Fruit trees also attract coyotes. Reyes recommends picking fruit as it ripens and cleaning up any ripe fruit that has fallen.
"Make sure trash and compost is secured," Reyes said, adding that sprinkling cayenne pepper or ammonia on trash may help discourage coyotes.
"Bird feeders attract rodents, which attract coyotes," Reyes said. "Bird feeders can be called the root of all evil. If you need to have a bird feeder in your life make sure you clean up fallen seed and place high enough off the ground. If you are feeding one type of animal you are choosing to feed all types of animals."
"I can't say it strongly enough, never, ever use poison to control wildlife. Secondary rodenticide toxicity, and sarcoptic mange [caused by poisoning] is a huge problem right now. We are seeing huge levels of toxins in the system. Owls, hawks, bobcats, all come in with poison symptoms. Rat poison is not a good option."
Reyes also suggested that residents protect pets and children. "From dawn and dusk small dogs and small children shouldn't be allowed to roam free without supervision," she said. "Have some kind of roofed enclosure if you must leave a small pet out Keep dogs on a short leash. If you are approached by a coyote pick up small dogs. With a large dog, remove the dog from the area and initiate coyote hazing."
"Cats are a bane on the wildlife world," Reyes said. "One cat brings home 50 wild animals a year and that's just the ones they bring home. Keep them inside. Cats who are indoor cats have much longer, healthy lives."
Reyes also recommended that chickens, ducks, rabbits and livestock should be secured in heavy-duty wire cages and pens. Coyote roll guard, which fits on top of chain link or other fencing material can help homeowners keep several species of wildlife out humanely. Reyes also recommended motion-activated sprinklers as a deterrent.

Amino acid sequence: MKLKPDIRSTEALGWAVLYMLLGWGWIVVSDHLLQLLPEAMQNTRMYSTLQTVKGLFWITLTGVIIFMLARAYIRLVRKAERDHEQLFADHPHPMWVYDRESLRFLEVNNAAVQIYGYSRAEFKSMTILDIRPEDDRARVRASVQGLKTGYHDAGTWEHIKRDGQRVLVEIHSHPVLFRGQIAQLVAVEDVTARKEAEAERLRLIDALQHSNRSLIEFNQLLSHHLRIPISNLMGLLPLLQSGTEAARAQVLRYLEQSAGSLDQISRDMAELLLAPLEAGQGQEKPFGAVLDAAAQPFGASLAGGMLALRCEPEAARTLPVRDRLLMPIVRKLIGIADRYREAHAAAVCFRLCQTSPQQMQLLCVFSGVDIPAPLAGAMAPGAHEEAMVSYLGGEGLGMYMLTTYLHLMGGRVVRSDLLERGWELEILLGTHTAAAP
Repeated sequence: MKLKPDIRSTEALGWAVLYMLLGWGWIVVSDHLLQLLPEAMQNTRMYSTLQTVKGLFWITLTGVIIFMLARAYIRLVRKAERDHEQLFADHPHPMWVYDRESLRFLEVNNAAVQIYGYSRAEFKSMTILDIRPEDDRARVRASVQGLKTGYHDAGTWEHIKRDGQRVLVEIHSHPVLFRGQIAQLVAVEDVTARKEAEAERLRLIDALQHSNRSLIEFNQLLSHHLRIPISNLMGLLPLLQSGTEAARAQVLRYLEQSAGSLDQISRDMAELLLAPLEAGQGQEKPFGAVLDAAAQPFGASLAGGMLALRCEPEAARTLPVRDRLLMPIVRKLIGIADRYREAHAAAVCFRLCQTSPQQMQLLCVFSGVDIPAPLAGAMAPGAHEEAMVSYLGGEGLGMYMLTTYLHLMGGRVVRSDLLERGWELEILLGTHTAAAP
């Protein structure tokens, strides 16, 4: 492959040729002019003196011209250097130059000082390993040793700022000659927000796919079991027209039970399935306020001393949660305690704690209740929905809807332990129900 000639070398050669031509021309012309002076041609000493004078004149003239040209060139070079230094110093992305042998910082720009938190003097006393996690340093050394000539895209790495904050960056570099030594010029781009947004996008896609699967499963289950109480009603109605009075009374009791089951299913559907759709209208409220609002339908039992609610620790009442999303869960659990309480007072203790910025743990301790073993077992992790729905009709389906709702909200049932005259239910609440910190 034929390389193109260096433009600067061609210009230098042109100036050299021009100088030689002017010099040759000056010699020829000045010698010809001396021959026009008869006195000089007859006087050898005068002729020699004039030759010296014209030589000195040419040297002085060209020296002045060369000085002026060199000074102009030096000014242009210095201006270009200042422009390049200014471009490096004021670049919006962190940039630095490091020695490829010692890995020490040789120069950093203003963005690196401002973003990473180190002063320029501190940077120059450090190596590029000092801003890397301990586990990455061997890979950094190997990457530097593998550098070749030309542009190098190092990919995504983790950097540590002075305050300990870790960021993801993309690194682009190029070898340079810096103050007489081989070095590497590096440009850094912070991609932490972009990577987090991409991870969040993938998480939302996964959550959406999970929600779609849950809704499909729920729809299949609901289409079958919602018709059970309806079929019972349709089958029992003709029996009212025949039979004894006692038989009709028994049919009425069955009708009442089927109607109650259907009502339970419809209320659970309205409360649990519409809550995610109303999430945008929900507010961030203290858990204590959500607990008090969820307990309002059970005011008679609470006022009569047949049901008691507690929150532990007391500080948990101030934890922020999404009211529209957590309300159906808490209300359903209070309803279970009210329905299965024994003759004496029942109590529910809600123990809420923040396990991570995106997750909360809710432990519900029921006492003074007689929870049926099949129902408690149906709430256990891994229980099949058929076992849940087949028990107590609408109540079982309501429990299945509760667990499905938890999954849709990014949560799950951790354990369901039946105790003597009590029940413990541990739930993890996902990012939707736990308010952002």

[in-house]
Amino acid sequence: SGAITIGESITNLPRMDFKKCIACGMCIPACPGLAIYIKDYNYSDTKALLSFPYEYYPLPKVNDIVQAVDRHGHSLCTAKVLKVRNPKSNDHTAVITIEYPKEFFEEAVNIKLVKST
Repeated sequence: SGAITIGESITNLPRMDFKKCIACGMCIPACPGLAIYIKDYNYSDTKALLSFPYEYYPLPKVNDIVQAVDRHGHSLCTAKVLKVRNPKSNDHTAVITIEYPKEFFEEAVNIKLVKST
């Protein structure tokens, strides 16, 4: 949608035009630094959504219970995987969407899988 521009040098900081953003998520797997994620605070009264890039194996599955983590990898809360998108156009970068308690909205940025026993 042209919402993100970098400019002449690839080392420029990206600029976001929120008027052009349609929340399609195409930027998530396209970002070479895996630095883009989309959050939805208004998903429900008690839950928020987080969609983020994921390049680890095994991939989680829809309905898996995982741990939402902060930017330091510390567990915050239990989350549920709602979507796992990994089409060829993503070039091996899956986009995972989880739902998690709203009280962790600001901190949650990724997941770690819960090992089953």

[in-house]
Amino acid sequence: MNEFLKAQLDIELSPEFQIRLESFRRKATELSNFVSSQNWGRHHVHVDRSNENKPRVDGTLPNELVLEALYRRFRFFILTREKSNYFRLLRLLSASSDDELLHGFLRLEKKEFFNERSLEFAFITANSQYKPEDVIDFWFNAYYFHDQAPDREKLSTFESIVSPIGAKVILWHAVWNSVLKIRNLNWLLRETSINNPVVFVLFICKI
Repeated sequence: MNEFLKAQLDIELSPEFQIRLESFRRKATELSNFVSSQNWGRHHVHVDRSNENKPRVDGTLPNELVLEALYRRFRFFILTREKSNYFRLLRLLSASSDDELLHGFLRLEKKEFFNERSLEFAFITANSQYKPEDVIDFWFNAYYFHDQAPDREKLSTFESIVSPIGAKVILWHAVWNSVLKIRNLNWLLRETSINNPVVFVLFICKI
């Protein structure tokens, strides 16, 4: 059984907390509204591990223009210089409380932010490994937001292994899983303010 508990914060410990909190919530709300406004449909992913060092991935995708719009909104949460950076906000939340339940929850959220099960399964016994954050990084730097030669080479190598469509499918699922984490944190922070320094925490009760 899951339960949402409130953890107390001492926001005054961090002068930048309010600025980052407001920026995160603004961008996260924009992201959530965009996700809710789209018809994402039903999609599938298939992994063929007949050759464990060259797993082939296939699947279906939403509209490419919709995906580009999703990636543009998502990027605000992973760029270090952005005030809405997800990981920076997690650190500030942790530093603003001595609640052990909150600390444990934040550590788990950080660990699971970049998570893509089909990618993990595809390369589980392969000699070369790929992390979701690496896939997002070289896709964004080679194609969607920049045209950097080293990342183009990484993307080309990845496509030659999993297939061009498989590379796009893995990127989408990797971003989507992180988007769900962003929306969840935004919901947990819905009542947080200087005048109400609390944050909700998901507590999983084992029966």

Fox provided information on the process of hazing.
"Hazing is a component of the Calabasas management plan," Fox said. "It's a way to attempt to change behavior of habituated coyotes—also known as fear conditioning—to reinstate the natural fear coyotes have around people. Habituated coyotes have lost fear."
Fox explained that coyotes communicate through vocalization, scent marking and variety of body displays and that 95 percent of their behavior is almost identical to that of domestic members of the dog family.
"Their families are very similar to our families," she said. "They are very family oriented. You start to see these expressions that are clearly social: love and caring amongst each other.
Fox said that understanding that and recognizing similar behavior with domestic dogs can help nervous residents control their fear and understand coyotes better. "Just like your dog, they are curious and interested," she said.
"Urban coyote management is largely about urban people management," Fox said. "I can't reiterate too many times: Do not feed coyotes. Remove attractants. Do not allow pets to roam. Keep cats inside. Use short leashes. [Retractable] leashes can be a real problem with small dogs if you lose sight or are in a brushy area.
"A fed coyote is a dead coyote," Fox said. "We are habituating them and that can lead to their removal.
Fox offered simple coyote hazing advice. "The first thing is to be big, bad and loud," she said. Make eye contact. That's very important. They hear human noises all the time. What we want is negative stimuli. Coyotes, like our dogs, may test us. Be big bad and noisy. Don't run and don't stop until the coyote retreats. That's really, really critical."
Fox recommends using a rattle made out of an empty can containing a handful of pennies, whistles, air horns, and pop-up umbrellas.
She stresses that the goal is to frighten the coyote, not harm it or harass it. "There's a difference between hazing versus harassment. Most of the time coyotes coexist and aren't a problem," she said.
"I want to stress that coexisting with all of our wild neighbors is a community effort.
"Even if you are cleaning up your yard and your neighbor could be feeding wildlife. It can be problem for the whole community. Unless there is a local law against wildlife feeding its very difficult to stop."
"These animals actually provide many ecological services. They consume rodents. They really are part of our ecosystem and we need to learn to coexist.
More information on coyote coexistence is available at www.projectcoyote.com.
Malibu residents are encouraged to report injured or sick coyotes to the California Wildlife Center at 818-591-WILD.